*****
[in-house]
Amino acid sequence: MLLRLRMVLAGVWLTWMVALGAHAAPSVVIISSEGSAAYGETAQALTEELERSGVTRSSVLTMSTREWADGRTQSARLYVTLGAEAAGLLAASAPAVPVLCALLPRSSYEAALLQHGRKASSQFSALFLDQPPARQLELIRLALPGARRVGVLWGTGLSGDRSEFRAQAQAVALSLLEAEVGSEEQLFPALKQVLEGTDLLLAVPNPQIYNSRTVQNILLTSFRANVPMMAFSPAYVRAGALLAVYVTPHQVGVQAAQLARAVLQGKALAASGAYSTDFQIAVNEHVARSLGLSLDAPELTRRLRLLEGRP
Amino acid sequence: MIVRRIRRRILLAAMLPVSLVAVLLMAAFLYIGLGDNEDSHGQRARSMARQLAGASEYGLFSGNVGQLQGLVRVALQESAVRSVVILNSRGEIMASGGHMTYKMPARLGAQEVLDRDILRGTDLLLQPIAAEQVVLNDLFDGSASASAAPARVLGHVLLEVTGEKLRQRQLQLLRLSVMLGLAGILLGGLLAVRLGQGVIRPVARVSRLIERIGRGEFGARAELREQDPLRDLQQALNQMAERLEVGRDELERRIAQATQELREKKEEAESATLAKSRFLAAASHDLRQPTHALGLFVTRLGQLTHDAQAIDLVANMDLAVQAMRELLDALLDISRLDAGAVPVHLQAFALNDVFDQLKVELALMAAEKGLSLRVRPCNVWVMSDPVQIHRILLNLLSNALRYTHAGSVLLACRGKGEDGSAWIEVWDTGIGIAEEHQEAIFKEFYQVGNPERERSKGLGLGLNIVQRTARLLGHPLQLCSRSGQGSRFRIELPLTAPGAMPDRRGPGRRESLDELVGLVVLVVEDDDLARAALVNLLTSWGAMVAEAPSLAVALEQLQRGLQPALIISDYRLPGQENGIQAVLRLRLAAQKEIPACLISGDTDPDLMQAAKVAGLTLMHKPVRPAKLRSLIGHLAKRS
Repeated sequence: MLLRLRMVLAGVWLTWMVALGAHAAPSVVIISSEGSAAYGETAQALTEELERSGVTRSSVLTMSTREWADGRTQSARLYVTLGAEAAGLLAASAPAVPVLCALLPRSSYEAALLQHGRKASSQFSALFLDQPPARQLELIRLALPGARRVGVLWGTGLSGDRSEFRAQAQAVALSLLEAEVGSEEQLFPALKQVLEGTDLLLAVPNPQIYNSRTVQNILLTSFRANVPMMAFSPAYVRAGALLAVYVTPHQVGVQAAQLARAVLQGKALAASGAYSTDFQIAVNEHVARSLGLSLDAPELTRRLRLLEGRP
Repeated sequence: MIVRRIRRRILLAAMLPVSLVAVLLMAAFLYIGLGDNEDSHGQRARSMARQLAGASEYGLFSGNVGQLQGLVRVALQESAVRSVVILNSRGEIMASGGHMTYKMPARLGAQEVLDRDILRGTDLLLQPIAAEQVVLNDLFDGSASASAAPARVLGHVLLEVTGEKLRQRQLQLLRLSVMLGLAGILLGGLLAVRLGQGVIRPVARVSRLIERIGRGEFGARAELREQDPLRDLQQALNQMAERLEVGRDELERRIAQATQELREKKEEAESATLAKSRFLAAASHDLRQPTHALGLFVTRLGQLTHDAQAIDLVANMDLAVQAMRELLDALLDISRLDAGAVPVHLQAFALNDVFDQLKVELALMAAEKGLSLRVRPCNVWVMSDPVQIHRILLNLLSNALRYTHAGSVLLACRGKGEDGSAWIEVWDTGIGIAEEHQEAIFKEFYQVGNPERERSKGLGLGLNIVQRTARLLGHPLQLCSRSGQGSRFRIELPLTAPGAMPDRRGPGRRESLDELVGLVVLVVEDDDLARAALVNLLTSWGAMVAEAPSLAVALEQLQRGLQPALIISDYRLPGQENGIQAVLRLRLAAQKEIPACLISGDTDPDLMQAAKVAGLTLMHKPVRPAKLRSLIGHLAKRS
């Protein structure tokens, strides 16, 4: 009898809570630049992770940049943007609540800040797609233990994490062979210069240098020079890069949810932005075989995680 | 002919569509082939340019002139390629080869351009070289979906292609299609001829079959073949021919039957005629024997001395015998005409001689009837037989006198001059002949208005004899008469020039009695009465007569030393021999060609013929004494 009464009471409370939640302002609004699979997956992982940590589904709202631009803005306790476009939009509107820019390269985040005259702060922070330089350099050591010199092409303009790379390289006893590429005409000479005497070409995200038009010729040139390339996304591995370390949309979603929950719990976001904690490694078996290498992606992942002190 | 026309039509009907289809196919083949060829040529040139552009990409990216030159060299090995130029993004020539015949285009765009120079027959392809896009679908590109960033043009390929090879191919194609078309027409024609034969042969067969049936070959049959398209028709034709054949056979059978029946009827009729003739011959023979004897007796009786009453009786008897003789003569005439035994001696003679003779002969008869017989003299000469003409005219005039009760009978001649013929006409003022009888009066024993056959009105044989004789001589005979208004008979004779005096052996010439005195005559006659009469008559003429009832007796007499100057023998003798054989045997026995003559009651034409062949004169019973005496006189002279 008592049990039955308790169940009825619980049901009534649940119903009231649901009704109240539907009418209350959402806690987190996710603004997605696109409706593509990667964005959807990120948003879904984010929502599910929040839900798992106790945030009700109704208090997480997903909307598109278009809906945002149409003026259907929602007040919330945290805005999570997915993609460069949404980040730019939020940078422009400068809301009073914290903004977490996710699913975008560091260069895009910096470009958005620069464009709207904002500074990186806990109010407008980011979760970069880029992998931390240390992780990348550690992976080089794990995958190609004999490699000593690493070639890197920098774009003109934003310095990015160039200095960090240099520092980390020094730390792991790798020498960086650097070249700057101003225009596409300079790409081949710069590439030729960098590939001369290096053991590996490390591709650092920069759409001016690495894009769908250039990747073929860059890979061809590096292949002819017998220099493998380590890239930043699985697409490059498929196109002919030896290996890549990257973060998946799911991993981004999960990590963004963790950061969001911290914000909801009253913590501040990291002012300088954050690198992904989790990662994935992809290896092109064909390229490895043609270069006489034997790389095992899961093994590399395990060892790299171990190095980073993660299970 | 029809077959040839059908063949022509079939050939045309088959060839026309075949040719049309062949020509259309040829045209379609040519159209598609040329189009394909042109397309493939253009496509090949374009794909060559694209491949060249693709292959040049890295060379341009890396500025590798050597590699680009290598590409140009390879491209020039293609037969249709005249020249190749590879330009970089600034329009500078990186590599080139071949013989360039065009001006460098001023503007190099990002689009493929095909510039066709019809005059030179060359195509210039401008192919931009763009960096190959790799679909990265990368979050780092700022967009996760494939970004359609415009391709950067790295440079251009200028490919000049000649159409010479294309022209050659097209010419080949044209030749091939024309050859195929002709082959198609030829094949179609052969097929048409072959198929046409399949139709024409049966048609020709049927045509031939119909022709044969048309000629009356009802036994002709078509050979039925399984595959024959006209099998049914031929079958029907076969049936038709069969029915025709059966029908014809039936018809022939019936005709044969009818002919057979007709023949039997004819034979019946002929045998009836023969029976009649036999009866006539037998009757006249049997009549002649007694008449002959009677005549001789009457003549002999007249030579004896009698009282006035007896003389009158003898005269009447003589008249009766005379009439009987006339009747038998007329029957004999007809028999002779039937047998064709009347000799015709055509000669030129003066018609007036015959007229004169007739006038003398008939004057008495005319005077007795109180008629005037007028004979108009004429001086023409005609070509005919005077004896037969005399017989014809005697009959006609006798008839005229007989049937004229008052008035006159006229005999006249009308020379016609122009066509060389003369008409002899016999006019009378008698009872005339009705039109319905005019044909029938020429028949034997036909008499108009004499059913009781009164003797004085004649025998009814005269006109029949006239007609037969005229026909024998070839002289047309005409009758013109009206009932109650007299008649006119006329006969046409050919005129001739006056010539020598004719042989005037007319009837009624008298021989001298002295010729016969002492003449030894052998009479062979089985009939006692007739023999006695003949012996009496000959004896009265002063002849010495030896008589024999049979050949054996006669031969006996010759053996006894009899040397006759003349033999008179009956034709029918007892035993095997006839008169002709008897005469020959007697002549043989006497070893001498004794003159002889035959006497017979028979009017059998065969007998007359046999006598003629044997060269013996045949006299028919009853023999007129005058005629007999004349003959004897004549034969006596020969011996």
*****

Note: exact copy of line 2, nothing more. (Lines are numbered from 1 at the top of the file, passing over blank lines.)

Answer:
Amino acid sequence: MLLRLRMVLAGVWLTWMVALGAHAAPSVVIISSEGSAAYGETAQALTEELERSGVTRSSVLTMSTREWADGRTQSARLYVTLGAEAAGLLAASAPAVPVLCALLPRSSYEAALLQHGRKASSQFSALFLDQPPARQLELIRLALPGARRVGVLWGTGLSGDRSEFRAQAQAVALSLLEAEVGSEEQLFPALKQVLEGTDLLLAVPNPQIYNSRTVQNILLTSFRANVPMMAFSPAYVRAGALLAVYVTPHQVGVQAAQLARAVLQGKALAASGAYSTDFQIAVNEHVARSLGLSLDAPELTRRLRLLEGRP